Vols. 4-6. Blacks. Deals with slavery, the slave trade, post-civil war lynchings, and the institutionalization of segregation, the changes beginning in 1954 but with racist discrimination still well entrenched, and concluding with an account of the Southern Strategy and new racist outburst beginning in the Reagan era.
Vol. 7. Philippines. Stresses the crushing of the indigenous democratic forces following the Spanish-American war and associated slaughter (1899-1901), the imperial occupation and economic penetration, and the sponsorship of the Marcos dictatorship and IMF-World Bank attacks on Filipino independence and living standards.
Vol. 8. Indonesia. Covers the support of the coup and holocaust of 1965-66, the joint venture plundering in collaboration with the Suharto clique, and the support of the occupation of East Timor and mass murders that ensued.
Vol. 9. China. Focuses on the post-World War II support of the Chiang faction and the long post-1949 boycott and sponsorship of a terrorist army in Burma.
Vol. 10. Japan. Deals mainly with the atom bombing of Hiroshima and Nagasaki and the fire bombing of Tokyo.
Vol. 11. Indochina. This lengthy volume has separate chapters on Vietnam, Cambodia and Laos, describing in detail the U.S. bombing, chemical warfare and other forms of participation in three major 20th century holocausts.
Vol. 12. Central America. Has separate chapters on El Salvador, Nicaragua, Guatemala and Mexico. Another long volume.
Vol. 13. Caribbean. Separate chapters on the Dominican Republic, Haiti, Grenada, and Jamaica.
Vol. 14. Cuba. Details the intervention of 1898 and forced "open door," the support of authoritarian rule through the Batista era, and the long multi-leveled war on the Castro regime.
Vol. 15. South America. Separate chapters on Argentina, Brazil, Chile, Colombia, Guyana, Paraguay and Uruguay.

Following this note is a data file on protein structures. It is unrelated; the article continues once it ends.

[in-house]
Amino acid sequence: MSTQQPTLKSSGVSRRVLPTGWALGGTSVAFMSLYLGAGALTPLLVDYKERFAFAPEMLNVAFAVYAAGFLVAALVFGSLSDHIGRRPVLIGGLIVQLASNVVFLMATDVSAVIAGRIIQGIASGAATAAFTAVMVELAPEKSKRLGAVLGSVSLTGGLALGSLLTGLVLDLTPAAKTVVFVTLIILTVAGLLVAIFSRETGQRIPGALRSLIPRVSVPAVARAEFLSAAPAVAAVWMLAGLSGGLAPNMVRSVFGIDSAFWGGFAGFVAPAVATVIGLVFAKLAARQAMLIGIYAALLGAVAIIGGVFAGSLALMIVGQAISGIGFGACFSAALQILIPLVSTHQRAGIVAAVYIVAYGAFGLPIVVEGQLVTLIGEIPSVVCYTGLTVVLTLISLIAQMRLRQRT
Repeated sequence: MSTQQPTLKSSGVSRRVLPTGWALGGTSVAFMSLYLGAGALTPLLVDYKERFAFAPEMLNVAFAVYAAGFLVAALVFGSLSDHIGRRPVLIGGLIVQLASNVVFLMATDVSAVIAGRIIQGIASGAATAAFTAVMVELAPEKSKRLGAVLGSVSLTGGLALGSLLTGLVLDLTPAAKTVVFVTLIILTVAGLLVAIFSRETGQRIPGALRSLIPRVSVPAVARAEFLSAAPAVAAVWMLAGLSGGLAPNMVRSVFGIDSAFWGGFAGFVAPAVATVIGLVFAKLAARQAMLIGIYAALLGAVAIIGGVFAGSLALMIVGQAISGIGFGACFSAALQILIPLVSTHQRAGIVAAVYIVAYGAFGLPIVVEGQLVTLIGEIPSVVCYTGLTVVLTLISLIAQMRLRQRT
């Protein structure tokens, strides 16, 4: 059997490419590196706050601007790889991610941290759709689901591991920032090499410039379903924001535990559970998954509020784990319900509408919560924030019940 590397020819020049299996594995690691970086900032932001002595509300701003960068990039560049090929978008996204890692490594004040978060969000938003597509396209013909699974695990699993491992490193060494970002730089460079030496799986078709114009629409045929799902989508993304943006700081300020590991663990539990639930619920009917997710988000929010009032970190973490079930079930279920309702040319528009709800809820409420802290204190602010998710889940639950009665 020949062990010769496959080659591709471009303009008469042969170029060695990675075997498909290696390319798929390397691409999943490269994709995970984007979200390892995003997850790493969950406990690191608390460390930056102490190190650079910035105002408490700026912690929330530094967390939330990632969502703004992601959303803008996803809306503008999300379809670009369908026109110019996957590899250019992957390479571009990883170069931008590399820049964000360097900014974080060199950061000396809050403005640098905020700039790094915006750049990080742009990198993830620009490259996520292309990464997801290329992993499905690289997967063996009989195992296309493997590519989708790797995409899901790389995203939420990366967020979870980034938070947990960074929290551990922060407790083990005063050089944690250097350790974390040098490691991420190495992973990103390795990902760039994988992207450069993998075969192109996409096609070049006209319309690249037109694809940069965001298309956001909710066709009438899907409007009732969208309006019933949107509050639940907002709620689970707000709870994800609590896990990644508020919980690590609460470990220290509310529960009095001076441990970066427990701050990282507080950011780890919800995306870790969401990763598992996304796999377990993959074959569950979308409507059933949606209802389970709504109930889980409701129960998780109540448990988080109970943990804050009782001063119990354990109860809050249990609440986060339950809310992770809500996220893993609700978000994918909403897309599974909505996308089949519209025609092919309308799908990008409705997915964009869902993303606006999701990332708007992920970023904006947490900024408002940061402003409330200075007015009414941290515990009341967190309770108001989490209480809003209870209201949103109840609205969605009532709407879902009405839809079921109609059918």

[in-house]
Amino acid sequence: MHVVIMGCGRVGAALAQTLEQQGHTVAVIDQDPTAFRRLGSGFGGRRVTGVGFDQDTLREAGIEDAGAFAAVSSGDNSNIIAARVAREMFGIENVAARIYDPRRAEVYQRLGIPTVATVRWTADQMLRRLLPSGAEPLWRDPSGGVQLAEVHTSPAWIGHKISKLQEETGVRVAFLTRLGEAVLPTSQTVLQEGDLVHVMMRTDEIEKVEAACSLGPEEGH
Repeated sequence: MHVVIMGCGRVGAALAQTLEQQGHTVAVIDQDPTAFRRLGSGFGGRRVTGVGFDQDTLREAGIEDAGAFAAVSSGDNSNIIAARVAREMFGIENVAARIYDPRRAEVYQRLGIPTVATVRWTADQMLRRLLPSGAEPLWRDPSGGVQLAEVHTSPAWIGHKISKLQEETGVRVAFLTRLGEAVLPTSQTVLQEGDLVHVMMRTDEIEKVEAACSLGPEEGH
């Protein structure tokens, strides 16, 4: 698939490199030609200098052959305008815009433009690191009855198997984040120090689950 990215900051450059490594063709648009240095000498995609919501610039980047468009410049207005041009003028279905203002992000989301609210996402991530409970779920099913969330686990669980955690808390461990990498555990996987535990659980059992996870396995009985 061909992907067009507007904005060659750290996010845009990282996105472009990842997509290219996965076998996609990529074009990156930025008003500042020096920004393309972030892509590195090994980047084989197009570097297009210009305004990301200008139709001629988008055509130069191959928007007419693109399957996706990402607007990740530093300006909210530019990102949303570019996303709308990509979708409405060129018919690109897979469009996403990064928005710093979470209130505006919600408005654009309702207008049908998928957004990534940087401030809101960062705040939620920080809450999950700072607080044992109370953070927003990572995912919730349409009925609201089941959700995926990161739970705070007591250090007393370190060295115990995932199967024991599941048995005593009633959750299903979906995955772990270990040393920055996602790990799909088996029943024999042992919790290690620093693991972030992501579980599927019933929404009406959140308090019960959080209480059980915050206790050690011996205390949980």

Vol. 16. South Africa. Chapters on "constructive engagement" and support of South African apartheid and aggression, Angola and the Savimbi connection, Namibia, and Mozambique.
Vol. 17. Zaire. Details the CIA role in the murder of Lumumba and victory of Mobutu, and U.S. and IMF-World Bank long-time support for this dictator and grand larcenist.
Vol. 18. Greece. Describes the U.S. counterinsurgency war of 1946-1947, reimposition of a right-wing terror regime, and the U.S.-NATO support of the colonels' coup and rule, 1967-74.
Vol. 19. Iran. Gives full details on the CIA overthrow of the elected government and imposition of the authoritarian regime of the Shah in 1953, and the history of Shah rule.
Vol. 20. Middle East. Describes the U.S. supportive role in the various Israeli attacks on Lebanon and seizures of land and dispossession of the Palestinian population in violation of UN resolutions. There is a long chapter on the U.S. support of the Saudi, Kuwaiti, and other "cooperative" family dictatorships of the region. Has a chapter on the 1991 devastation of Iraq and subsequent holding of the 18 million Iraqis hostage to U.S. policy demands. It also has a chapter on the U.S. treatment of the Kurds: the 1975 sell-out in Iraq in support of the Shah-Iraq deal; the encouragement and betrayal in 1991-95; and the support of Turkish anti-Kurd terror over the past decade.
One of the authors of the 20-volume compilation, Jonathan Pickle, is an economist, who naturally therefore tried to assess the reparations owed to the victims of U.S. violence. Making conservative estimates of the value of land seized by force, and imputing a low rate of return on that land thereafter, estimating the value of destroyed property and victims killed in U.S. depredations, and assessing the income surplus derived from slave labor and lost since 1865 by victims of discrimination, the report concludes that the amounts owed to the victims and their heirs would exceed the total national wealth. Justice would mean insolvency in a country built so heavily on the dispossession, killing, and exploitation of dehumanized peoples.